WE DON'T CARE HOW MUCH MONEY HILLARY PAID TO THE IRS! I DON'T EVEN CARE HOW MUCH YOU PAID TO THE IRS BARRACK!

    I WANT TO KNOW HOW YOU propose to get the RICH to pay their "FAIR SHARE" of our country's "BILLS"

    ANSWERS BARRACK – OR GO BACK HOME!

    VOTE HILLARY CLINTON

    March 6, 2008 06:04 pm at 6:04 pm |
  4. Ronald, American living abroad

    Why won't you post my comment?

    Why is Hillary trying to change the rules of the DNC? CNN is hyping this story because they realize they only have a couple of more states withwhich to pump up HRC's numbers. Just like HRC, who dismissed Mississippians as backwards, CNN is ignoring Wyoming and Mississippi and only looking forward to PA. Shame on you CNN for helping Hillary hide the truth about how many delegates she has and how many elections there are still in play.

    March 6, 2008 06:04 pm at 6:04 pm |
  5. Fake it til you make it Hillary

    HILLARY NEW SLOGAN IS:

    FAKE

    IT

    TIL

    YOU

    MAKE

    IT

    OBAMA 08

    March 6, 2008 06:09 pm at 6:09 pm |
  6. Dan

    Wolf you often mention the fact that they didn't campaign in Florida but it's too late to change minds after people have voted, it would create a backlash and a bias for Hillary. It's as if id tell you, " Wolf you didnt know what you were doing when you voted the last time," how would that make you feel? They both didn't campaign in Florida thats as fair as it can be.

    March 6, 2008 06:09 pm at 6:09 pm |
  7. John Russell

    Now that the DNC leadership, the Democratic presidential primary candidates and the electronic media are all beginning to support statewide revotes in Michigan and Florida for the Democratic presidential candidate, the odds are that there will be statewide revotes in Michigan and Florida.

    Does anyone seriously think that the issue is the $25 million to $35 million that it will cost to revote in Michigan and Florida?

    Primary election tactics are overshadowing differences in positions on issues between Obama and Cinton. "Personality and personal style" are overshadowing "issue position based substance" to the point the "personality and personal style are becoming the substance" of this Democratic primary election.

    March 6, 2008 06:10 pm at 6:10 pm |
  8. E.H

    i HAVE NEWS FOR ALL OF OBAMA SUPPORTERS. HE DID CAMPAIGN IN FLORIDA!!!! HIS AD WAS ON TV EVERYDAY. HILLARY WAS THE ONLY ONE WHO DID NOT BREAK THE RULES. REMEMBER.... WE HAVE A RIGHT TO VOTE ...... AND TO HAVE OUR VOTE COUNTED........ LISTEN CAREFULLY...... IT WAS A REPULICAN WHO MADE THE DECISION TO MOVE OUR DATE..WE WILL PREVAIL......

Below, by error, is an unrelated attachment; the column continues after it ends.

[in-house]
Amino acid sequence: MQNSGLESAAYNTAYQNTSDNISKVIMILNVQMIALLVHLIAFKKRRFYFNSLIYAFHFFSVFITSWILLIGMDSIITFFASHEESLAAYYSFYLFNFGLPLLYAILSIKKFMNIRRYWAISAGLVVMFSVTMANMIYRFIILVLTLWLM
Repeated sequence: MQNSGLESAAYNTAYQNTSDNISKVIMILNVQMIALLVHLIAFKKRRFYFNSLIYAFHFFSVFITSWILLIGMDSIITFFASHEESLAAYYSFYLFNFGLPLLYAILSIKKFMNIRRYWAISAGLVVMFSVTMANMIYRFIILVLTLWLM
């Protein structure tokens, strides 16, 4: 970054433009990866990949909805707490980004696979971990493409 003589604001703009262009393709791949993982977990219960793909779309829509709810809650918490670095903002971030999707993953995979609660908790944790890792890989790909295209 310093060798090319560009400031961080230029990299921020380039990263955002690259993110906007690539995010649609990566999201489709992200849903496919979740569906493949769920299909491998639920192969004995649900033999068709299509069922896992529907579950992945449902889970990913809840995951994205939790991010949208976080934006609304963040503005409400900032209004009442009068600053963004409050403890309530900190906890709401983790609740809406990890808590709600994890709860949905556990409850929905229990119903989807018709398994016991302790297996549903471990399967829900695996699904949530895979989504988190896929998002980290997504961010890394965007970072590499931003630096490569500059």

March 6, 2008 06:12 pm at 6:12 pm |
  9. Anna

    Wolf Blitzer, from a strategical view, Florida and Michigan should be allowed to participate in the primaries. It is unfair to penalize millions of voters for the mistakes of their legislators. Since you, CNN, are such staunch Hillary supporters, and your ratings escalate during these events, perhaps CNN would be willing to put up the 18-25 million dollars needed to "re-do" the primary elecions in both states. Bear in mind as you consider my suggestion, that everyone in Florida and Michigan are not all Clinton supporters, Obama will surely take a large portion of those votes.

    By the way, you continually say that Obama out-spent Hillary by 2 to 1. Well, if you convert the amount of free air time CNN gave to Hillary from Friday evening until Tuesday, the day of the primary elections, to dollars, then one could conclude that Hillary out-spent Obana at a higher ratio.

    March 6, 2008 06:13 pm at 6:13 pm |
  10. Garrett, Seattle

    Re: Johnboy March 6th, 2008 3:57 pm ET (see below)

    Your words do to Obama supporters exactly what you decry, only worse. You're rudely accusing Obama supporters of rudely accusing Clinton supporters. You complain that such people call Hillary supporters stupid, so you turn and call Obama supporters dumb:

    "I notice the Obama supporters really insult anyone with a different opinion. They call Clinton Supporters stupid and ignorant and uneducated.

    Funny, but most of the Clinton supporters are the parents, grandparents, aunts, uncles and siblings of the Obama supporters.

    So you insult the very people who loved you and nurtured you and educated you. Obviously education is no substitute for intelligence and common sense.